In order to arrive to this answer you have to assume that the size of the planet and star is negligible compared to the size of the orbit of the planet. When solving this question you have to understand what each symbol stands for:
- $T$ stands for the orbital period of the planets orbit;
- $r$ stands for the semi-major axis of its orbit;
- $GM$ can be combined into the standard gravitational parameter of the sun/star (you actually also have to include the mass of the planet, but since neither masses change you can view $GM$ as the effective gravitational parameter).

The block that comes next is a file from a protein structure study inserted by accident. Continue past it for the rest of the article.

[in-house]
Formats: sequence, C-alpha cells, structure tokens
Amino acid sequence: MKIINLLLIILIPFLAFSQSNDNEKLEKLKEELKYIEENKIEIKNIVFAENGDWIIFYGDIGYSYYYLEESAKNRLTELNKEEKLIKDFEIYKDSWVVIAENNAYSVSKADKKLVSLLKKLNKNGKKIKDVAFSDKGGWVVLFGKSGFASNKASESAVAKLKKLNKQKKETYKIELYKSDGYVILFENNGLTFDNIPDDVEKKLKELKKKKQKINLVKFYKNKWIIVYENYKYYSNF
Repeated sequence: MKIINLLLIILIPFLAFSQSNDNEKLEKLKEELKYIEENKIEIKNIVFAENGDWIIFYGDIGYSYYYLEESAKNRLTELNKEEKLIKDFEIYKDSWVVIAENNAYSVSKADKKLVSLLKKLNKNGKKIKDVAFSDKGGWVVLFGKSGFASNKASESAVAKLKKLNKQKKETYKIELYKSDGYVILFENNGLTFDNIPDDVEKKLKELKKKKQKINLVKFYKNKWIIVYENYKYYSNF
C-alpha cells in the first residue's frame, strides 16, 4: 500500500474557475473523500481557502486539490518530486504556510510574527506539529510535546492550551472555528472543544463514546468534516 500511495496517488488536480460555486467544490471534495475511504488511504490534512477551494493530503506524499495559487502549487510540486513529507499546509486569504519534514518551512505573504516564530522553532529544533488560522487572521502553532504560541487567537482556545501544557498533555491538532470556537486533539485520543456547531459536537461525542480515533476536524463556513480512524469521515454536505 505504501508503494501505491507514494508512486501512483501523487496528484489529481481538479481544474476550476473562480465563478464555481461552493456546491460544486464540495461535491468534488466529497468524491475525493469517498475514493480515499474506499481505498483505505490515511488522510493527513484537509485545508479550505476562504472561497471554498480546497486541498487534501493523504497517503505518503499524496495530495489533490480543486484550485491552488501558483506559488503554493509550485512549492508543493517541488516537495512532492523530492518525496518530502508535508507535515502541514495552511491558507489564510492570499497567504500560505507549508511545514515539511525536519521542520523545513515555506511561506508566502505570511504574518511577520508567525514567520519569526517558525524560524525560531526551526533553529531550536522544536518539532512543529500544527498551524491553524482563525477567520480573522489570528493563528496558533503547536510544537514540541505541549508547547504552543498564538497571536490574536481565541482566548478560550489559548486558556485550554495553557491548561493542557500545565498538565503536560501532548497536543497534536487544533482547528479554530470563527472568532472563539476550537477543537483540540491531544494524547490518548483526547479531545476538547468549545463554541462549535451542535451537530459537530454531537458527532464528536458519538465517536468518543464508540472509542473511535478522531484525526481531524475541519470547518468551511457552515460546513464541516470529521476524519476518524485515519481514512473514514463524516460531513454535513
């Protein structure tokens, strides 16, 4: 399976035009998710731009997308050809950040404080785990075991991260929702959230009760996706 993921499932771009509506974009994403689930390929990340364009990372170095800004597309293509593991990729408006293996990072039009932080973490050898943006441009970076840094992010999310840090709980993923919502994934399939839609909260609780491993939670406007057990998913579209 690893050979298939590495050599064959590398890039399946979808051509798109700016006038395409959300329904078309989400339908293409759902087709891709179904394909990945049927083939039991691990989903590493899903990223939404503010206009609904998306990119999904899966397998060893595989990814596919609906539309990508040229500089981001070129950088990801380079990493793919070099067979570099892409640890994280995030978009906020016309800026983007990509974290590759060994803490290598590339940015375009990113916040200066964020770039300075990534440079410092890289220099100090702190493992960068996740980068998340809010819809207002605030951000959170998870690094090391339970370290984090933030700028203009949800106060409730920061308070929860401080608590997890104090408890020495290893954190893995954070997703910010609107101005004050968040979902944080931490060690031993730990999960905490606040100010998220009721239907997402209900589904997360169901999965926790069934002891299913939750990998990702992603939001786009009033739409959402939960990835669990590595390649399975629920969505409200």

The orbits of planets are usually nearly circular, so it would not matter where along its initial orbit the planet stopped, it would always be approximately $r$. While slowing down its velocity the planet would still be in orbit, but it would become more and more eccentric, with its highest point (aphelion or apoapsis in general) at distance $r$ and its lowest point (perihelion or periapsis in general) closer and closer to the sun. When all velocity (relative to the sun) have been cancelled then the lowest point would be zero. When travelling from the highest point to the lowest point of an orbit it would take half its orbital period (due to symmetry). And the new orbital period can be derived from the changed semi-major axis, which can be calculated by taking the average of the highest and lowest point.